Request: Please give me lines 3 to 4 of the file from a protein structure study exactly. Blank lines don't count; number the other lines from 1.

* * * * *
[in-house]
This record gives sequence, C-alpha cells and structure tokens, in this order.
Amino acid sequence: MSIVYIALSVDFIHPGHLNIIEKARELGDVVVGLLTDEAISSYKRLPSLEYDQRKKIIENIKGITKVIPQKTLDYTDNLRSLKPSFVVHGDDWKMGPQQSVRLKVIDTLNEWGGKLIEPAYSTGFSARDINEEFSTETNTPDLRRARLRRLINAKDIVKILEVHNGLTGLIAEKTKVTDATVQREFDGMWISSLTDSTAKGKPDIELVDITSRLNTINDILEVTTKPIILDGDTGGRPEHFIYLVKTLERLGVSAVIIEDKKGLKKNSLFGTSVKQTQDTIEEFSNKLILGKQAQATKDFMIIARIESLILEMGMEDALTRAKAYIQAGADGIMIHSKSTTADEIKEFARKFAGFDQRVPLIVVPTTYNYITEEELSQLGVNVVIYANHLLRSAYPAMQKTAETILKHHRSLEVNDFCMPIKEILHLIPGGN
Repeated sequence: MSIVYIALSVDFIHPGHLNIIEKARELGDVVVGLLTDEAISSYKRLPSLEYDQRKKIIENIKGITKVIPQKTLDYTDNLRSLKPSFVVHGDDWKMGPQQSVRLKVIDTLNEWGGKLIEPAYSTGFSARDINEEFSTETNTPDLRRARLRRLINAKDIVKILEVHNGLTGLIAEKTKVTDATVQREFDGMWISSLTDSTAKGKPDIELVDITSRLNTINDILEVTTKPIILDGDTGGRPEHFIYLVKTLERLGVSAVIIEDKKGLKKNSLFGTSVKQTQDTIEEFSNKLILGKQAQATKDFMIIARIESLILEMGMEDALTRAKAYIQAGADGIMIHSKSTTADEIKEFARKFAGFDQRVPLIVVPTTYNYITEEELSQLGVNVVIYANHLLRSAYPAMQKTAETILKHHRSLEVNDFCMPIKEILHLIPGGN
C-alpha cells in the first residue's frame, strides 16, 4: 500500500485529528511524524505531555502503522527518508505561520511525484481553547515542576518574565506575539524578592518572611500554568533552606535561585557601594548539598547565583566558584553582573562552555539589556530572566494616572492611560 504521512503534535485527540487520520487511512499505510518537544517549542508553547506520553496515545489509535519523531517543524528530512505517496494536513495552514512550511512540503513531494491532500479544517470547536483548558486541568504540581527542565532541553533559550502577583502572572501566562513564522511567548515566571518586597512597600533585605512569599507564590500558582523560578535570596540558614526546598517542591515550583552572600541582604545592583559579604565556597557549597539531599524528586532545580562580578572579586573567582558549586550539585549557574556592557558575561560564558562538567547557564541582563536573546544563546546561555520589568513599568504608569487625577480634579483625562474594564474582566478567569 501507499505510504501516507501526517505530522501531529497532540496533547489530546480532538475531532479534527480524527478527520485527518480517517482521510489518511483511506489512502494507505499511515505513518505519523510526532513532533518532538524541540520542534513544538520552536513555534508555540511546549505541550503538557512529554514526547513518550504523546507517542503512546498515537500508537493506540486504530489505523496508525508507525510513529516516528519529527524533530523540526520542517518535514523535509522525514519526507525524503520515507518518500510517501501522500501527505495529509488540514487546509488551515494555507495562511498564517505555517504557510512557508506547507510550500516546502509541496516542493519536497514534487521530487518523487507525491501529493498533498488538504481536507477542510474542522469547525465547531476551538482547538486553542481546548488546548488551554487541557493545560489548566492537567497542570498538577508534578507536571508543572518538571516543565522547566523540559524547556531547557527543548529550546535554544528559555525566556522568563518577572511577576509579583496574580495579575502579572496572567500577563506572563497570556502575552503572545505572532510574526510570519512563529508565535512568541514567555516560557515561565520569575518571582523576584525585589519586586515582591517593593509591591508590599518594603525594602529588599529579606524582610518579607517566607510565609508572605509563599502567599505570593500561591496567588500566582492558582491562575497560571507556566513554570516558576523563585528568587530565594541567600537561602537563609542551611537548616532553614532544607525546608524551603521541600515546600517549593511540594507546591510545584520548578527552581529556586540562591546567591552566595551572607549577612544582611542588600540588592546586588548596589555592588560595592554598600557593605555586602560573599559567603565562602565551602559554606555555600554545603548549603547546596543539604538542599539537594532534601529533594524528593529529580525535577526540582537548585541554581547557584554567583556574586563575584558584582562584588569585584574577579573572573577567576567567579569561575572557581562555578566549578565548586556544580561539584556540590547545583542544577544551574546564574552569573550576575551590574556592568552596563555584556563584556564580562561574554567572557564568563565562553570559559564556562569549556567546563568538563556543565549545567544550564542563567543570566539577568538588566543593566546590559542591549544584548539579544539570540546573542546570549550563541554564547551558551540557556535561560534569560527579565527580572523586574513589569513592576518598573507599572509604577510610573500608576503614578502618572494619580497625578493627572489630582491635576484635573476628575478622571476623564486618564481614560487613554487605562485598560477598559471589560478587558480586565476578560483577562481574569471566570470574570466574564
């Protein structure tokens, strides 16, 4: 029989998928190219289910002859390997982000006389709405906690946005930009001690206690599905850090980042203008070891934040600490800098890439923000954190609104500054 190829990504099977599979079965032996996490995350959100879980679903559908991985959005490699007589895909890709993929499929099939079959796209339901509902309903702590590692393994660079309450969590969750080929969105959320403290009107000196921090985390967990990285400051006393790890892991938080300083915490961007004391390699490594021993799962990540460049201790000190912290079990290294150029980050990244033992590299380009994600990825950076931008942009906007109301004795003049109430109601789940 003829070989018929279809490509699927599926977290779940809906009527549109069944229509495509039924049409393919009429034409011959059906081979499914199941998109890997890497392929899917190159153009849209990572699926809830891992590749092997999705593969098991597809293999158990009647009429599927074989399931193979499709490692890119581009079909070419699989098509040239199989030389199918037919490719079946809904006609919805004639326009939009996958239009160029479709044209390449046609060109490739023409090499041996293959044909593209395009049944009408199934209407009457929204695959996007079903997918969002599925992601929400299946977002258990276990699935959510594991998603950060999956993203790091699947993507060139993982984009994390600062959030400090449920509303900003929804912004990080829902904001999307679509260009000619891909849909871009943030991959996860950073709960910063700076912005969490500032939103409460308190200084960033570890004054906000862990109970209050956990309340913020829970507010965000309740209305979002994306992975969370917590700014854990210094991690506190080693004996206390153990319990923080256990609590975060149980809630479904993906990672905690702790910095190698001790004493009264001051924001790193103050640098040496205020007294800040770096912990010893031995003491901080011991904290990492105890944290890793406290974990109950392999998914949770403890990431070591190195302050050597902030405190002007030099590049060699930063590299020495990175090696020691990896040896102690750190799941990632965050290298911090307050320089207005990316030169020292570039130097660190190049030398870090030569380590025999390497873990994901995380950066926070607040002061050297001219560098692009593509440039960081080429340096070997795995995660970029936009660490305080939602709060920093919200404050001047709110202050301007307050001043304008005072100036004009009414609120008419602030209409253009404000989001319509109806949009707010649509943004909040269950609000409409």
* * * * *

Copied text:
Amino acid sequence: MSIVYIALSVDFIHPGHLNIIEKARELGDVVVGLLTDEAISSYKRLPSLEYDQRKKIIENIKGITKVIPQKTLDYTDNLRSLKPSFVVHGDDWKMGPQQSVRLKVIDTLNEWGGKLIEPAYSTGFSARDINEEFSTETNTPDLRRARLRRLINAKDIVKILEVHNGLTGLIAEKTKVTDATVQREFDGMWISSLTDSTAKGKPDIELVDITSRLNTINDILEVTTKPIILDGDTGGRPEHFIYLVKTLERLGVSAVIIEDKKGLKKNSLFGTSVKQTQDTIEEFSNKLILGKQAQATKDFMIIARIESLILEMGMEDALTRAKAYIQAGADGIMIHSKSTTADEIKEFARKFAGFDQRVPLIVVPTTYNYITEEELSQLGVNVVIYANHLLRSAYPAMQKTAETILKHHRSLEVNDFCMPIKEILHLIPGGN
Repeated sequence: MSIVYIALSVDFIHPGHLNIIEKARELGDVVVGLLTDEAISSYKRLPSLEYDQRKKIIENIKGITKVIPQKTLDYTDNLRSLKPSFVVHGDDWKMGPQQSVRLKVIDTLNEWGGKLIEPAYSTGFSARDINEEFSTETNTPDLRRARLRRLINAKDIVKILEVHNGLTGLIAEKTKVTDATVQREFDGMWISSLTDSTAKGKPDIELVDITSRLNTINDILEVTTKPIILDGDTGGRPEHFIYLVKTLERLGVSAVIIEDKKGLKKNSLFGTSVKQTQDTIEEFSNKLILGKQAQATKDFMIIARIESLILEMGMEDALTRAKAYIQAGADGIMIHSKSTTADEIKEFARKFAGFDQRVPLIVVPTTYNYITEEELSQLGVNVVIYANHLLRSAYPAMQKTAETILKHHRSLEVNDFCMPIKEILHLIPGGN